Virginia Bola

Article Summary:

Serven job searching tips, P-U-N-C-H-E-S, for rising above competitors in the search for work.

Job Searching Tips: How to Knock Out The Competition

Most of the time, competition stimulates us, gets our juices flowing, generates creativity, a sense of excitement, and motivates us to perform at our best. Looking for work is another matter! When it comes to financial survival, to regaining independence and self-worth, competition can be crippling.

We apply for a job in the fervent hope that hundreds of others are not also applying. Finding work is too serious an issue to be considered a game or a sport. We need to find that position that will make everything all right, make us believe in ourselves again, and help rebuild the self-esteem and self-confidence shattered by unemployment.

Unless we are very lucky, there will be competition for every position we identify. Our remaining option is to set ourselves apart from other hungry applicants.


Take a global view and emerge from the dank and slimy job search swamp by utilizing a number of techniques I call knock-out P-U-N-C-H-E-S, guaranteed to leave your competitors crying "Uncle" and throwing in the towel.

1. P is for Persistence.
We all hate failure. We don't like being rejected, judged, or found inadequate in any way. Trudging on, day after disappointing day, requires all of our reserves of energy, reserves that are rapidly becoming depleted. From having to constantly present ourselves as enthusiastic and creative, we become blue, bummed, and bone-deep exhausted. We wonder how much longer we can keep up the façade of self-confidence that we secretly admit has long ago evaporated. How can we present ourselves as competent, successful, and eager when in our heart-of-hearts we have accepted that we are a despised failure in a success-oriented culture?

The secret is to keep plugging away. No matter the number of disappointments we have experienced; no matter the number of rejections we have encountered; no matter the times when our age, our experience, our skills have been found wanting - we have to KEEP GOING. We never know if "this time" is "the one." We have to continue to act, no matter how difficult or painful it may be, as if this were the one position we have been seeking.

Ask any newly hired worker and they will tell you that just as they were about to give up, along came the gold at the end of the rainbow. Not giving up, no matter how discouraged you internally feel, is the secret weapon in finding a position, no matter how long it takes for the right opportunity to appear.

2. U means Unswerving Focus.
There is so much going on in your life: family stresses, financial pressures, multiple demands on your time and your energy. The search for work, although prioritized for a long time, has moved down the "to do" list somewhere below Timmy's first tee-ball game and the in-laws' anniversary party.

If you have mastered the art of multi-tasking (juggling activities around as changing deadlines demand), you will have realized that finding work is your overwhelming priority and that nothing can, or will, interrupt your focus on that, no matter what else may be happening in your life. Ignoring peripherals and always keeping your eye on the immediate objective, obtaining a job, ensures that opportunities are not missed and that every possible avenue is explored. While there may be time for other things to maintain your balance, the time allotted for job search must remain intact and sacred, no interruptions allowed.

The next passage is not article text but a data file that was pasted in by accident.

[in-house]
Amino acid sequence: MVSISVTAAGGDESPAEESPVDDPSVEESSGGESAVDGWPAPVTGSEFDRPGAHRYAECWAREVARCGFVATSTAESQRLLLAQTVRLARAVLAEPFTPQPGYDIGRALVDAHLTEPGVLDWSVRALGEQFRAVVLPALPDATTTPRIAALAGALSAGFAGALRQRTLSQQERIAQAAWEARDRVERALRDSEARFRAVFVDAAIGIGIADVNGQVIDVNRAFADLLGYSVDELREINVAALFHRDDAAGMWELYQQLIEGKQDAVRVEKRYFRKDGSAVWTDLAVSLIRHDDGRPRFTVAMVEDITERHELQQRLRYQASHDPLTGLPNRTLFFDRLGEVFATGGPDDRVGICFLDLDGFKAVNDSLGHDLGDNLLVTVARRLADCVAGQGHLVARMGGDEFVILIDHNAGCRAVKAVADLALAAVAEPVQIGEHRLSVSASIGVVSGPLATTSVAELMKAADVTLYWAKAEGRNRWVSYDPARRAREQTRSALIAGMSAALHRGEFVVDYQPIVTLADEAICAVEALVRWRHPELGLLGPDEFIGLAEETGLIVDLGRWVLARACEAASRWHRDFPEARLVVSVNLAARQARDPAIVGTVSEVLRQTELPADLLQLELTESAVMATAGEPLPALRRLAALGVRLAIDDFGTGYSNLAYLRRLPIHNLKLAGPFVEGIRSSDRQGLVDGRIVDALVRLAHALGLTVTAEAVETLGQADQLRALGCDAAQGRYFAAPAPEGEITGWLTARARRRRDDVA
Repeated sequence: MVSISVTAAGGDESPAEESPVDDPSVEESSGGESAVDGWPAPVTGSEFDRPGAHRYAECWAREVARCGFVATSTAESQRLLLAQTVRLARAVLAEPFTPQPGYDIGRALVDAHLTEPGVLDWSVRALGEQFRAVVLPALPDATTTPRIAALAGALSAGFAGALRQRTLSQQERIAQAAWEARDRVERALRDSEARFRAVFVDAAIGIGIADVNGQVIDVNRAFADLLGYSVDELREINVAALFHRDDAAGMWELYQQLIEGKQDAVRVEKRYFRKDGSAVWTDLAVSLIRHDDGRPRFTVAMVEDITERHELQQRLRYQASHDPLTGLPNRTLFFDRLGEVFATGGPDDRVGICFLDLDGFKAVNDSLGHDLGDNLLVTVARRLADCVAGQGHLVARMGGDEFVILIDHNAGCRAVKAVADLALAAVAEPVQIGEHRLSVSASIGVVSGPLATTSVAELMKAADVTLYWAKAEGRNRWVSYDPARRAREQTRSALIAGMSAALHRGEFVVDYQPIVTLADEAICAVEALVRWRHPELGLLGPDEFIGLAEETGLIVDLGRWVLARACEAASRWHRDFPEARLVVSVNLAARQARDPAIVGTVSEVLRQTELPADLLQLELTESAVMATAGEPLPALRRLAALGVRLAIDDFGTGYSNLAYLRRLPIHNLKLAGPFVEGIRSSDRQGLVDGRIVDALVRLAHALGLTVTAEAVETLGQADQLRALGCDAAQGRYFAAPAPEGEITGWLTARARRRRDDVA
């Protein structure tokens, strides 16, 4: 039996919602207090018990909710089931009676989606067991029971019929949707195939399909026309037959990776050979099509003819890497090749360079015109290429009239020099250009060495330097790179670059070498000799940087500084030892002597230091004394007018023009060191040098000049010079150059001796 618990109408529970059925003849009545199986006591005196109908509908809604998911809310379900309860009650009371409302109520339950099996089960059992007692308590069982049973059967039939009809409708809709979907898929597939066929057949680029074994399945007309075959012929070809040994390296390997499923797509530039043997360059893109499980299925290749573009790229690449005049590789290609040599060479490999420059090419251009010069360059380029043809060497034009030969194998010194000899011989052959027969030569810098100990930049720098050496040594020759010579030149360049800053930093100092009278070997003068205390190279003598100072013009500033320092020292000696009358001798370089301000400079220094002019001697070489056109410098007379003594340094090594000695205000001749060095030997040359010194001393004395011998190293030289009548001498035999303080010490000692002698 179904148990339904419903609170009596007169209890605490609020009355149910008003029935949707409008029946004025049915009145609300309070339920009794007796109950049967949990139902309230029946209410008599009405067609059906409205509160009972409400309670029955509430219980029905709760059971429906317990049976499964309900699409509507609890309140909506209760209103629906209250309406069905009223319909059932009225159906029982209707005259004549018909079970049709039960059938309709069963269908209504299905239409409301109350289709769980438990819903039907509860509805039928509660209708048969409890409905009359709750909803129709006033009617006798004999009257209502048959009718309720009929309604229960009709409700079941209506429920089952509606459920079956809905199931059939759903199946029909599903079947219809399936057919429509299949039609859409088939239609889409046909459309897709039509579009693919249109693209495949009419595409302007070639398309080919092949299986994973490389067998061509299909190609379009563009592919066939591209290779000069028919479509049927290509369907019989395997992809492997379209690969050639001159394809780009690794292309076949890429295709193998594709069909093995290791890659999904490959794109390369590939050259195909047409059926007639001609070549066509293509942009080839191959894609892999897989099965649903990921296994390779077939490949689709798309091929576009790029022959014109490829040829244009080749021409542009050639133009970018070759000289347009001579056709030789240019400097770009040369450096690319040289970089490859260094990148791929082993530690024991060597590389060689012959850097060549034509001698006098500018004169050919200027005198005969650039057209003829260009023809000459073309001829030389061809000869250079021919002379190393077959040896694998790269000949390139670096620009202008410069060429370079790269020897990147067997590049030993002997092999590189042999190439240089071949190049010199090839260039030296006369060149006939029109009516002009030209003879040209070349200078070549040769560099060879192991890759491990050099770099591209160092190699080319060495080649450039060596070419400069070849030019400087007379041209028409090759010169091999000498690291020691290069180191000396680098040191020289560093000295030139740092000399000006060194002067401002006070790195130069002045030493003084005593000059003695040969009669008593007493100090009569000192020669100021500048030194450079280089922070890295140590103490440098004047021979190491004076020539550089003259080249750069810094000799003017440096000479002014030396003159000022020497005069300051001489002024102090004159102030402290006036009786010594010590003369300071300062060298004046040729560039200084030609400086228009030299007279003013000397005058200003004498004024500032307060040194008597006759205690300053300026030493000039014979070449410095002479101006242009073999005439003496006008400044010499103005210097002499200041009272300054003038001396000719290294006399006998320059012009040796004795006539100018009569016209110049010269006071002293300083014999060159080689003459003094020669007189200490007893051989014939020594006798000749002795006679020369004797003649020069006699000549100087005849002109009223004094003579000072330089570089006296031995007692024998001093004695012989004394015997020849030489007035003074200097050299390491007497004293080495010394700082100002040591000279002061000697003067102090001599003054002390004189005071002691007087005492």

3. N stands for Networking.
The often-touted "hidden job market" is merely a term to cover the multiple job openings that always exist but are never publicized. Literally, millions of positions are filled without classified advertising, internet postings, or agency listings. Such positions are identified, and obtained, through personal referral: a job seeker knows someone who knows someone else who has a need for the job seeker's skills and abilities. Networking is merely a fancy term for using friends and acquaintances to help locate employment. The process requires that when you are in need of work, you make sure that everyone you know is aware of your situation and that you ask them for information and assistance. Beyond exploring job leads with your contacts, it requires the harvesting of names and additional contacts through personal referrals from your first line friends. Like the ripples of a pebble cast into a lake, your access to unadvertised positions multiples exponentially as your network of contacts, and their contacts, expand your chances of being in the right place at the right time when that long-sought employer connection occurs.

Many workers draw back from the process after a few attempts, fearful of exploiting family and friends. At its best, this is a mutually beneficial relationship as their self-esteem is increased by having the opportunity to help you. At some future juncture, you may be able to return the favor.

4. C for Communication.
A job seeker doesn't necessarily have to possess the spiel of a professional salesman nor the creative presentation of a marketing specialist but clear, unambiguous communication is critical throughout the hunt for work.

Your resume, cover letter, and completed application need to be clear in at least three areas.

a) What position are you applying for? Even if you have become so desperate that you'll take just about anything, an employer is looking for an applicant who specifically wants the job he has available. If your resume is purposefully hazy (because you are looking for several different types of work), make sure that your cover letter is focused on the specific position for which you are applying.
b) What have you done in the past that is relevant to the position you are currently seeking? Again, if your resume shows a smattering of skills in seemingly unrelated areas, tie it all together in your cover letter so that it makes sense in the employer's mind.